EaGLE 2 Cohort
Kelsey Backus is an attorney in the International Affairs division of the Office of the General Counsel (OGC) for the Department of Defense (DoD) where she communicates across language barriers and cultural differences to negotiate international agreements and ensure legal sufficiency of cooperative research and development programs.
Prior to moving to Washington, D.C., Kelsey grew up on a popcorn farm in rural South Dakota before pursuing a bachelor’s degree in psychology from South Dakota State University, then her law degree from the Nebraska College of Law. It was in law school where her interest in foreign policy and national security was invited to flourish through an internship with DoD OGC, primarily exploring the field of Cooperative Threat Reduction. After graduating from law school, Kelsey was a judicial law clerk with the Honorable Lawrence L. Piersol in the Federal District Court for the District of South Dakota.
When Kelsey is not in the office, you’ll most likely find her on a volleyball court, exploring a new hiking trail, or curled up under a blanket with her nose in a book.
Recognized for her strong work ethic and leadership abilities, Rachel Baker is an accomplished consulting professional with a Master’s degree in Latin American Affairs from George Washington University and a Bachelor’s degree in Political Science and Spanish from Miami University. With expertise in public sector healthcare reform and international consulting, she is currently working as a Management Analyst to support the implementation of health programming and improvements to the Military Health System globally through the Department of Defense and Defense Health Agency.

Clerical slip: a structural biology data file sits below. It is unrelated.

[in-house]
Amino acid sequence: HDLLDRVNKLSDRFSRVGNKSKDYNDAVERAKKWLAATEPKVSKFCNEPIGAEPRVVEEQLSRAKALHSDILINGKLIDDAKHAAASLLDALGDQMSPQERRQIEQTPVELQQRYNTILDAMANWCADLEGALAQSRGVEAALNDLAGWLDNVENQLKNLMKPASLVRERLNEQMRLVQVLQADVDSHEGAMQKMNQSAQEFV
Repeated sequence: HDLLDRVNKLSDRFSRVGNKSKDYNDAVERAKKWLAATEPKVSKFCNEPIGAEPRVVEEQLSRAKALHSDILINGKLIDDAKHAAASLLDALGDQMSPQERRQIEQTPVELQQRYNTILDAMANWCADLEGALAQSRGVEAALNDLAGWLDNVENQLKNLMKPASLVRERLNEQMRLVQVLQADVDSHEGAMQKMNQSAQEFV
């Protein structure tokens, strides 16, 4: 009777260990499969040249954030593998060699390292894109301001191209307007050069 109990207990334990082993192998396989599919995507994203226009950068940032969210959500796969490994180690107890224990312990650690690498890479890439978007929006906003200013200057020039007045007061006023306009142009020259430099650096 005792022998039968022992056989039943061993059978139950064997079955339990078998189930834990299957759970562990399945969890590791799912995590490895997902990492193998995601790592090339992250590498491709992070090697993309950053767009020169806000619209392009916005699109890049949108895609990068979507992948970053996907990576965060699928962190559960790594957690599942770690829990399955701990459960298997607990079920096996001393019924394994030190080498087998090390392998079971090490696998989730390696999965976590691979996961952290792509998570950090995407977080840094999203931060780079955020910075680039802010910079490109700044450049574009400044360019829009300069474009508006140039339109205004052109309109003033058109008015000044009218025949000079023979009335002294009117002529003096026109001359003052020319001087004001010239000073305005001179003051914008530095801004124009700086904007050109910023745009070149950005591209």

During her career, Rachel has focused on supporting initiatives to expand access to healthcare systems to serve vulnerable populations. She is also passionate about the intersectionality of women’s health initiatives and reproductive justice, and the significance of inter-regional cooperation to resolve challenges to public health & economic sustainability.
In addition to her work with the Department of Defense, Rachel was a Quinn Fellow at the Elliott School of International Affairs, worked as a pro-bono consultant for a foreign ministry, and served as an executive board member of LATAM@GW. She was also an Ohio Public Leader Fellow, a member of the United States Institute of Peace Mentorship program and was selected to participate in the Deloitte Women's Leadership Launch program.
Originally from Minnesota, Rachel competed as a NCAA Division I athlete with the women’s swimming and diving program at Miami University. She loves searching for the best cafes and coffee shops in DC as well as exploring the local trails and hiking in the national parks.